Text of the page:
Oil held above $85 per barrel Friday on news that the economy didn't grow as fast as previously expected. Slower growth lowers energy demand.
The government said Friday that the U.S. economy grew at just 1 percent from April to June, down from previous estimates of 1.3 percent. Federal Reserve Chairman Ben Bernanke also didn't propose new steps to stimulate the economy during a speech in Wyoming.
Benchmark West Texas Intermediate crude rose 7 cents to $85.37 per barrel in New York. Brent crude rose 74 cents to $111.36 in London.
Hurricane Irene is expected to shut down refineries, power plants and gasoline import terminals as it winds up the Eastern Seaboard. The storm, which could reach North Carolina's Outer Banks on Saturday with winds around 100 mph, could stifle fuel supplies in coming days, but analysts said prices shouldn't rise by much.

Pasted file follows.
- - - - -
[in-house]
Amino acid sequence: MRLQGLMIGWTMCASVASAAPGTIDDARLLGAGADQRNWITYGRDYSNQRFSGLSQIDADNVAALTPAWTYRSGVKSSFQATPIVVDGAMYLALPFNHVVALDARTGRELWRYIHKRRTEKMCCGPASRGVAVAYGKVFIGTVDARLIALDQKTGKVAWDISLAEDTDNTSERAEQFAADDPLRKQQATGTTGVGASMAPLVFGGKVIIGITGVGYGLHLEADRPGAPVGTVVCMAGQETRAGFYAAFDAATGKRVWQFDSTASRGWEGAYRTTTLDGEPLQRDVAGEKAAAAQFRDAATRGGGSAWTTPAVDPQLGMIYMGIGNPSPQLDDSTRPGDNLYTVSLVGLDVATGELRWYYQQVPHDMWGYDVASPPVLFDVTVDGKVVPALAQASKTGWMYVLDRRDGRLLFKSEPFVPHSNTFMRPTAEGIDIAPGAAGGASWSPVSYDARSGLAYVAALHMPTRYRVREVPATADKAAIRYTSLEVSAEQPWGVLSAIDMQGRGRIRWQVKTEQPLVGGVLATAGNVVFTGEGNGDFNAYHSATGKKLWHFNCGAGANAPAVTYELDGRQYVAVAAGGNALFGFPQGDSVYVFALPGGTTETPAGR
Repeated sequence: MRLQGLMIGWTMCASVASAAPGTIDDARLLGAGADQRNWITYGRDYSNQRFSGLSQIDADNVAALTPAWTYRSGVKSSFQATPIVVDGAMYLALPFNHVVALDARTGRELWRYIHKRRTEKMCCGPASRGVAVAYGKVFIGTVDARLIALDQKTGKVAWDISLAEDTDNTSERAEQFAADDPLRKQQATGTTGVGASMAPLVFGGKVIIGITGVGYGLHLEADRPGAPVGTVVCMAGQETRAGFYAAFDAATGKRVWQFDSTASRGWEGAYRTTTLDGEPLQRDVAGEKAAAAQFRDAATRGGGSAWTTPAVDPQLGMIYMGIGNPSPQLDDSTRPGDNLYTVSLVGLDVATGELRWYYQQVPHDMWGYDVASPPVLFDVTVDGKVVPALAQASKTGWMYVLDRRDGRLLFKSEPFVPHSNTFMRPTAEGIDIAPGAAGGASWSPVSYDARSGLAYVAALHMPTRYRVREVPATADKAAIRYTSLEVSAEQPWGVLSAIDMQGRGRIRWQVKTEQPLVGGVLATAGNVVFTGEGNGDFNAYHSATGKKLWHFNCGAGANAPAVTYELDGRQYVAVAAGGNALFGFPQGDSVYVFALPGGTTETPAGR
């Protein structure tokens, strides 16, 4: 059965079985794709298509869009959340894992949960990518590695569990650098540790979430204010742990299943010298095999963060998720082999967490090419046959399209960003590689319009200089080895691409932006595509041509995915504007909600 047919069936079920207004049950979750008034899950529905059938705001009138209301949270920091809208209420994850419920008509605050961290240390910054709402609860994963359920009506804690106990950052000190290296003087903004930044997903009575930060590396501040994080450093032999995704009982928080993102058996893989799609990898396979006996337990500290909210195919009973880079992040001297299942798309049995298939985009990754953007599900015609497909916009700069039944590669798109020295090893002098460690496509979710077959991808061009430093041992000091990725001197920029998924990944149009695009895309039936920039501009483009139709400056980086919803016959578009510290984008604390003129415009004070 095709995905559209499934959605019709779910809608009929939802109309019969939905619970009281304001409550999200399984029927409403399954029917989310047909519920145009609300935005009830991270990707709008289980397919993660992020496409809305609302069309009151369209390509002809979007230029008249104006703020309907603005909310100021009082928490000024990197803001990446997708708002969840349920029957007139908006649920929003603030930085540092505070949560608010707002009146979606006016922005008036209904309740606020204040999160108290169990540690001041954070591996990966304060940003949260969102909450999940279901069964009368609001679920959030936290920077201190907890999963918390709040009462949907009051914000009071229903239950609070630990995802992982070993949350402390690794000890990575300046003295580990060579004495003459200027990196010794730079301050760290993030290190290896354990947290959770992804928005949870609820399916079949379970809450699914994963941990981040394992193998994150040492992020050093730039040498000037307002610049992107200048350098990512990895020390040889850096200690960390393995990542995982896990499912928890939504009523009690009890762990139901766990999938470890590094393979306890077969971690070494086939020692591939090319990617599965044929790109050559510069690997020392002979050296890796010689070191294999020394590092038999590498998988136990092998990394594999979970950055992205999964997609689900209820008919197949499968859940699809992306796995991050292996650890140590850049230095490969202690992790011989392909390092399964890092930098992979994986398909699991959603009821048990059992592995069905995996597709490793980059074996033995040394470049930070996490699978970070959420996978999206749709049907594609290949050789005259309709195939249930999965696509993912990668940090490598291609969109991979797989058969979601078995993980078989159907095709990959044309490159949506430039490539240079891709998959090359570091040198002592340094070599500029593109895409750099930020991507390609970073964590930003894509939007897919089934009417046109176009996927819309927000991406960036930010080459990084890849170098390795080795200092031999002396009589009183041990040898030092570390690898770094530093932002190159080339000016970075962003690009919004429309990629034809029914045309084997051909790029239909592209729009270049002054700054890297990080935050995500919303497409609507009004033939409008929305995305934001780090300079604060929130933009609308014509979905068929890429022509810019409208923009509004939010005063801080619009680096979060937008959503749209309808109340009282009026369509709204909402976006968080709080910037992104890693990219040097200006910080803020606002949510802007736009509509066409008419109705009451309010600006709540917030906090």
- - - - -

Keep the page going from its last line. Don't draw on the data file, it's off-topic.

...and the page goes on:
The nation remains well supplied by refining hubs along the Gulf Coast and the West Coast.
Besides, analyst Michael Lynch said, gasoline demand should plunge along the East Coast as people stay home and businesses close.
Meanwhile, retail gasoline prices rose a penny to $3.592 per gallon, according to auto club AAA, Wright Express and Oil Price Information Service. A gallon of gasoline is 39.3 cents cheaper than early May, when prices peaked near $4 per gallon. However, the national average is still 90.4 cents higher than the same time last year.
In other Nymex trading, heating oil added 2.26 cents to $3.0158 per gallon and gasoline futures lost 1.57 cents to $2.786 per gallon. Natural gas added less than a penny to $3.912 per 1,000 cubic feet.